Down in the Valley. Katie Hafner, 9 November 1997. One of Jobs’s closest friends is the new Apple board member Lawrence J. Ellison, a brash, self-absorbed, self-made multibillionaire. The tale of Oracle, the company Ellison co-founded in 1977, is a less familiar chapter in the Silicon Valley story.
Mike Wilson, a reporter for The St. Petersburg Times, has rectified that. In “The Difference Between God and Larry Ellison,” he deftly interlaces Ellison’s personal story with the story of Oracle’s ascent to a $30 billion giant.
Oracle got its big break early on, when Ellison exploited an idea for a new type of relational database. The technology had its roots at I.B.M., but Ellison beat I.B.M. and others to market with a commercial product.
By the time competitors introduced comparable software, Ellison was a multimillionaire. Today, with a personal worth of some $9 billion, he is, according to Forbes, the fourth-richest man in the nation (The New York Times).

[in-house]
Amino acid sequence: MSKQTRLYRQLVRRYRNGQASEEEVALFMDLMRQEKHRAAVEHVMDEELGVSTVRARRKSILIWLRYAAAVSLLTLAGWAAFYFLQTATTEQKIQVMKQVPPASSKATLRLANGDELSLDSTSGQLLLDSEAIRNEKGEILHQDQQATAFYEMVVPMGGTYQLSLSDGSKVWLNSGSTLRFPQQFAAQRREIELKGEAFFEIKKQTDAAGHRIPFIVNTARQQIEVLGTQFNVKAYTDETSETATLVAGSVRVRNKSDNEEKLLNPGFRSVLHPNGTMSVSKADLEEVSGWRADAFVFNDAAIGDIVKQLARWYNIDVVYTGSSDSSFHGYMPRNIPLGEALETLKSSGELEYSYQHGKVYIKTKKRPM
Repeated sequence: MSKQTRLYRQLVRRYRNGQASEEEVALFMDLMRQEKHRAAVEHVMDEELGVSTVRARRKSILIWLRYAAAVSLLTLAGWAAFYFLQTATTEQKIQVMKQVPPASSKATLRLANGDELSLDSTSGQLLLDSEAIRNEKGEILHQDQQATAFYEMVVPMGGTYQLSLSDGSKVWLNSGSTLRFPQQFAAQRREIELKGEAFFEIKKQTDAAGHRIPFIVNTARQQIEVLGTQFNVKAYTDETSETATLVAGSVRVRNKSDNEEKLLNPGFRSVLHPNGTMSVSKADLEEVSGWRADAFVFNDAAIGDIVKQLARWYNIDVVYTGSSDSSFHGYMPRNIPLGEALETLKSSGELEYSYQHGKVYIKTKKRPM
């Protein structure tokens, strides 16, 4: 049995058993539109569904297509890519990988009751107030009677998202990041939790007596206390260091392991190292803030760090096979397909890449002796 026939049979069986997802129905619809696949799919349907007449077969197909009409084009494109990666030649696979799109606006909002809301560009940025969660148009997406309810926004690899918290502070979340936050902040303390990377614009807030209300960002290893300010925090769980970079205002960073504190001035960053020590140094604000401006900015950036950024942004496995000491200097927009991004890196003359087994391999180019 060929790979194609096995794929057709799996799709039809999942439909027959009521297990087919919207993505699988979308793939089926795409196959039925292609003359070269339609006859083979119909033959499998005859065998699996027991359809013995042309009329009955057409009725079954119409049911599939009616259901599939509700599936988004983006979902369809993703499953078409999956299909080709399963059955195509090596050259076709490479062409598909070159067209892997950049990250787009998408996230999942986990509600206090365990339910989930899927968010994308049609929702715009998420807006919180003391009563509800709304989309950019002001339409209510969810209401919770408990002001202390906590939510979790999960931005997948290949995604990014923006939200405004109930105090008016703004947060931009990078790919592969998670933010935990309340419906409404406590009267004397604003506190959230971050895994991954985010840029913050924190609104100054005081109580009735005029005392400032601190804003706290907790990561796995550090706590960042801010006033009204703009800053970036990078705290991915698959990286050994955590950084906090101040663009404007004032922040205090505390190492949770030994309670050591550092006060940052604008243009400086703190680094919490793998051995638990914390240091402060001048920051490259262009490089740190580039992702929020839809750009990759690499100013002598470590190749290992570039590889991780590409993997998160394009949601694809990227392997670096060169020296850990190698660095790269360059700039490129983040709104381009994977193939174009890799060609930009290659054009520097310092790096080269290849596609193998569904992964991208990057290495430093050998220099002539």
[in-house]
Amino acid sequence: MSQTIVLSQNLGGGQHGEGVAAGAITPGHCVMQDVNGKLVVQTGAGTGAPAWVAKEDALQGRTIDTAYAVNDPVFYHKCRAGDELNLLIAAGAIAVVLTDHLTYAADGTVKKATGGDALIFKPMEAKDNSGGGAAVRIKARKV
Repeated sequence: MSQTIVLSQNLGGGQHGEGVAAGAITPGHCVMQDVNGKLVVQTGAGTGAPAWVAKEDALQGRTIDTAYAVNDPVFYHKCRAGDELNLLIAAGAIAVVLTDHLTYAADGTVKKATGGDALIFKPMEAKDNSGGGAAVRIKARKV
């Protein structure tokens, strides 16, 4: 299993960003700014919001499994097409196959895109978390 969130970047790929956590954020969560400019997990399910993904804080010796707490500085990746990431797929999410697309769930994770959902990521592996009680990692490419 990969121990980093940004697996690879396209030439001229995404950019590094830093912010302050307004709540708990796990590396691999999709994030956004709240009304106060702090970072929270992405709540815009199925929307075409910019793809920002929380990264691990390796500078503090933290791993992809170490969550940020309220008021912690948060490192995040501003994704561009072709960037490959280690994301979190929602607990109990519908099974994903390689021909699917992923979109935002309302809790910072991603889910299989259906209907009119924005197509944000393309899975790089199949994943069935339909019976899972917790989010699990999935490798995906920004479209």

Larry Ellison Has House Worries Too. The Walk-Through, Damon Darlin, 1 February 2006. The San Francisco Chronicle published memos from Larry Ellison’s financial adviser detailing concerns that the executive was spending too much on his homes.
Ellison is famous for reportedly spending $200 million recreating a Japanese-style home in Woodside, Calif. He also has other homes in San Francisco, Malibu and elsewhere (The New York Times)